Travelblogue: experimental results

So I’ve just finished my first experiment with blogging a vacation. It was rewarding for me, but there are a bunch of things that could have gone better.

I didn’t deal correctly with the days I lacked network access. I should have been writing the text for those days locally on my machine for later posting; writing it a couple of days after the fact is not good because I tend to forget details and allow “future” events to shade my phrasing.

Making a post takes a lot longer than I expected; I could barely manage one per evening, and that meant there was no way I could catch up with my backlog until I got home. Writing the text is the easy part; even with proofing end editing that takes less than an hour. It’s assembling the other media (maps and photos in my case) that takes a lot of time. For the maps, my GPS logs had a lot of redundant data in them so I wanted to trim some of that out before posting to make the embedded maps in my posts more responsive. For the photos, many of my posts included stitched panoramas and I was also doing some HDR and timelapse movie experiments, and all that processing takes time. Even without that, locating the best photos to post out of hundreds per day takes time.

And there were plain old computer problems, too. Google Earth’s path editor sucks. I need a better tool for editing my GPS tracks. Autostitch frequently barfs when I try to create panoramas; I can’t really blame it given what it is, but I haven’t found a better tool yet. And since my laptop only has half a gig of memory, it’s common for Autostitch to spend hours chewing on one panorama, and flipping though my photos to find ones to post is also a slow process.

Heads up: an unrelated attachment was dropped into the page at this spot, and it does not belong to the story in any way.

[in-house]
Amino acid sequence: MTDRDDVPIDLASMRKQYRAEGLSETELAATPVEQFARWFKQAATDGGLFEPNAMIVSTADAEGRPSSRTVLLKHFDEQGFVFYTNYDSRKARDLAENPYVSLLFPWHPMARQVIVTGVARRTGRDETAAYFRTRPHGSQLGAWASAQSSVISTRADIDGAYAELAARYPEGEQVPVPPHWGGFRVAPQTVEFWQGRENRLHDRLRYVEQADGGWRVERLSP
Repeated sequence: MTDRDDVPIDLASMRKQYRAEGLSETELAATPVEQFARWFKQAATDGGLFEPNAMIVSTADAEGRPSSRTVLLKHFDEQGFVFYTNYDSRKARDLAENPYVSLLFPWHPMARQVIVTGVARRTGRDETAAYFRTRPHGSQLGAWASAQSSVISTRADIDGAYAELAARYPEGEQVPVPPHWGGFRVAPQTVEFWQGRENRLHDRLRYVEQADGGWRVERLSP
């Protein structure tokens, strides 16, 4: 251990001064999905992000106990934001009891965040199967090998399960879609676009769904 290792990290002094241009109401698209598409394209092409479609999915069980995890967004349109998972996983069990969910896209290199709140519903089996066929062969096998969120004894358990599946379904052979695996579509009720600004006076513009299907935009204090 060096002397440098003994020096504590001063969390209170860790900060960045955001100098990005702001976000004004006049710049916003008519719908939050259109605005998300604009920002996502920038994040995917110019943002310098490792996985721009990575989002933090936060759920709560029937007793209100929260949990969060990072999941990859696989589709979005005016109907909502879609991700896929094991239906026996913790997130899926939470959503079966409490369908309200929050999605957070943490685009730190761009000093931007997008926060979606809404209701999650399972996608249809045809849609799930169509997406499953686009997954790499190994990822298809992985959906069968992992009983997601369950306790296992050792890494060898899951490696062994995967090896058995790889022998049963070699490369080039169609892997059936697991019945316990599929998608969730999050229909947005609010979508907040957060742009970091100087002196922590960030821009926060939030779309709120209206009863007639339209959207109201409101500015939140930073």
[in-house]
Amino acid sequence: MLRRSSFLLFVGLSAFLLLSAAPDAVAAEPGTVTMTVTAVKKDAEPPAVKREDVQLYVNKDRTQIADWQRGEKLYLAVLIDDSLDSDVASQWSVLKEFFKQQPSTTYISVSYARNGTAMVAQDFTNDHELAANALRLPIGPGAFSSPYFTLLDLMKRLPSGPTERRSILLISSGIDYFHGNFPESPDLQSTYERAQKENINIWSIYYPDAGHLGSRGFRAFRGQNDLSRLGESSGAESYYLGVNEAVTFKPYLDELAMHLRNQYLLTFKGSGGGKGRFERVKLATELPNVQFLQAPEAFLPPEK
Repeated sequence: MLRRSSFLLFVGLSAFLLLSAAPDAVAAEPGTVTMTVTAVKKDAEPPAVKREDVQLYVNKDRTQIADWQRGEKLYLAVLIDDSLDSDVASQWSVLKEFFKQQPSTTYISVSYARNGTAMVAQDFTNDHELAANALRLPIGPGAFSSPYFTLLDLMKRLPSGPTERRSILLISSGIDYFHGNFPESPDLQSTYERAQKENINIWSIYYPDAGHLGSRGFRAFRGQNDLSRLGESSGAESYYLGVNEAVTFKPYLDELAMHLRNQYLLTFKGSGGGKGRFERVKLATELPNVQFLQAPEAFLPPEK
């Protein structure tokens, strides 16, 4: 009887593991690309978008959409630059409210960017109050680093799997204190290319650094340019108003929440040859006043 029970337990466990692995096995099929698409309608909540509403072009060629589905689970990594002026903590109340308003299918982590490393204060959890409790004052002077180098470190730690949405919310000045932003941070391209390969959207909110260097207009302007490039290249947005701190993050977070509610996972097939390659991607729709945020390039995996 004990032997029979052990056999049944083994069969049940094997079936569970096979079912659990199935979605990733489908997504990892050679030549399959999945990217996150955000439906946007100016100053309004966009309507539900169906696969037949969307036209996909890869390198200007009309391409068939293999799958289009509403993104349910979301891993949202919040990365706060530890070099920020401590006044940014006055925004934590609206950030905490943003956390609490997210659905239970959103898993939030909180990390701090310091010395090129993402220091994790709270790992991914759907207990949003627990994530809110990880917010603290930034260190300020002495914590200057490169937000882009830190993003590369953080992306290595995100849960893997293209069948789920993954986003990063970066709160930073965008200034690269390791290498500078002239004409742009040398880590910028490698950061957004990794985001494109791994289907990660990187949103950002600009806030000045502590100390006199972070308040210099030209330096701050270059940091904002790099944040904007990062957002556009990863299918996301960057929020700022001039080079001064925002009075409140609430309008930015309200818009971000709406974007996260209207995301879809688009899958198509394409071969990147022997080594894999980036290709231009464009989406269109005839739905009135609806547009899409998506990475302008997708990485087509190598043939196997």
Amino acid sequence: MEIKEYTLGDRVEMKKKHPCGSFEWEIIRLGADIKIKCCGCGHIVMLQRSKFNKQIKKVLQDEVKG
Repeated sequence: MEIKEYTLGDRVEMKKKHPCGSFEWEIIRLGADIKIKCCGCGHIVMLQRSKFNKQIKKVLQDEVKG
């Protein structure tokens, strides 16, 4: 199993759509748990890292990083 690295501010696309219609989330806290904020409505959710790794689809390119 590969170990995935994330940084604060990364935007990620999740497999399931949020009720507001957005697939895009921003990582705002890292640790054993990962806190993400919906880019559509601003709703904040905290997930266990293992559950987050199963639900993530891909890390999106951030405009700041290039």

The software problems were exacerbated by the laptop touchpad; ignoring the secondary mouse button, there are four things you do with a mouse: move the cursor, click, double-click and drag. Since my muscular control is not perfectly precise, the touchpad generates random combinations of these four actions whenever I try to move the cursor or drag something. That makes mouse-based editing work really frustrating and also creates errors. I really want to find one of these or something similar to use instead, but they seem to be hard to find.

So, my takeaway lessons from this are:

  1. Avoid falling behind. Always write the text (and if possible, choose the pictures) the day of, even if there’s no network access to actually post them. Posting existing content after the fact is less of a sin than writing the content after the fact.
  2. Get a better laptop and a better pointing device. A lot of my workflow frustration would have been alleviated if I could have worked at my normal pace without introduced errors and long waits.
  3. Get better software. Life is too short to put up with software that sucks. In particular I need GPS manipulation software, panorama stitching software, HDR compositing software, image->movie conversion software, and fast slideshow or light table software.

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